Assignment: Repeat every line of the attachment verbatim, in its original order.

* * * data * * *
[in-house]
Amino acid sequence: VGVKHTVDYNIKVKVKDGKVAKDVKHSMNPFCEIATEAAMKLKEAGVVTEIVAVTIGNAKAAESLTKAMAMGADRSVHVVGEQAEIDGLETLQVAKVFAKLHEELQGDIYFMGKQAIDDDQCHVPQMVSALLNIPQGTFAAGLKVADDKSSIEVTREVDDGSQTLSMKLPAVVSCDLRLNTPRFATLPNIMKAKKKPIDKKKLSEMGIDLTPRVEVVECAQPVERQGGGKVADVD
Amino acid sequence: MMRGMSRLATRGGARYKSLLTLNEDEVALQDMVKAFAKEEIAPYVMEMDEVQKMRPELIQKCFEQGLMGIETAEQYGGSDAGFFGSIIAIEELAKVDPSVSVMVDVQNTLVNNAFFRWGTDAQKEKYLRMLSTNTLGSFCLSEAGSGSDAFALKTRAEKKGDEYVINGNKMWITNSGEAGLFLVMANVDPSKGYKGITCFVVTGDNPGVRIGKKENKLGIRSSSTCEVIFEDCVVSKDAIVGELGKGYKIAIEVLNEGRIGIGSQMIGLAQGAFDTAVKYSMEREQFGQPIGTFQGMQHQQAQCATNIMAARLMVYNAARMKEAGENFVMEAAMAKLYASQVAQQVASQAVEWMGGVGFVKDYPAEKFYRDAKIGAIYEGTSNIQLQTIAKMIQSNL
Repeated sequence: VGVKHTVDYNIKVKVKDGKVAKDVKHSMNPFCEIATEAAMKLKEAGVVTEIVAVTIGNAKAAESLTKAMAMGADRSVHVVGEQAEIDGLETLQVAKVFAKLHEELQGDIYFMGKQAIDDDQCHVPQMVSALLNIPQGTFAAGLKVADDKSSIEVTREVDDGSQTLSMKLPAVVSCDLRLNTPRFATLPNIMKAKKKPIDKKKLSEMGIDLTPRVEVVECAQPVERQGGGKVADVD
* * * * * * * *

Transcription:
[in-house]
Amino acid sequence: VGVKHTVDYNIKVKVKDGKVAKDVKHSMNPFCEIATEAAMKLKEAGVVTEIVAVTIGNAKAAESLTKAMAMGADRSVHVVGEQAEIDGLETLQVAKVFAKLHEELQGDIYFMGKQAIDDDQCHVPQMVSALLNIPQGTFAAGLKVADDKSSIEVTREVDDGSQTLSMKLPAVVSCDLRLNTPRFATLPNIMKAKKKPIDKKKLSEMGIDLTPRVEVVECAQPVERQGGGKVADVD
Amino acid sequence: MMRGMSRLATRGGARYKSLLTLNEDEVALQDMVKAFAKEEIAPYVMEMDEVQKMRPELIQKCFEQGLMGIETAEQYGGSDAGFFGSIIAIEELAKVDPSVSVMVDVQNTLVNNAFFRWGTDAQKEKYLRMLSTNTLGSFCLSEAGSGSDAFALKTRAEKKGDEYVINGNKMWITNSGEAGLFLVMANVDPSKGYKGITCFVVTGDNPGVRIGKKENKLGIRSSSTCEVIFEDCVVSKDAIVGELGKGYKIAIEVLNEGRIGIGSQMIGLAQGAFDTAVKYSMEREQFGQPIGTFQGMQHQQAQCATNIMAARLMVYNAARMKEAGENFVMEAAMAKLYASQVAQQVASQAVEWMGGVGFVKDYPAEKFYRDAKIGAIYEGTSNIQLQTIAKMIQSNL
Repeated sequence: VGVKHTVDYNIKVKVKDGKVAKDVKHSMNPFCEIATEAAMKLKEAGVVTEIVAVTIGNAKAAESLTKAMAMGADRSVHVVGEQAEIDGLETLQVAKVFAKLHEELQGDIYFMGKQAIDDDQCHVPQMVSALLNIPQGTFAAGLKVADDKSSIEVTREVDDGSQTLSMKLPAVVSCDLRLNTPRFATLPNIMKAKKKPIDKKKLSEMGIDLTPRVEVVECAQPVERQGGGKVADVD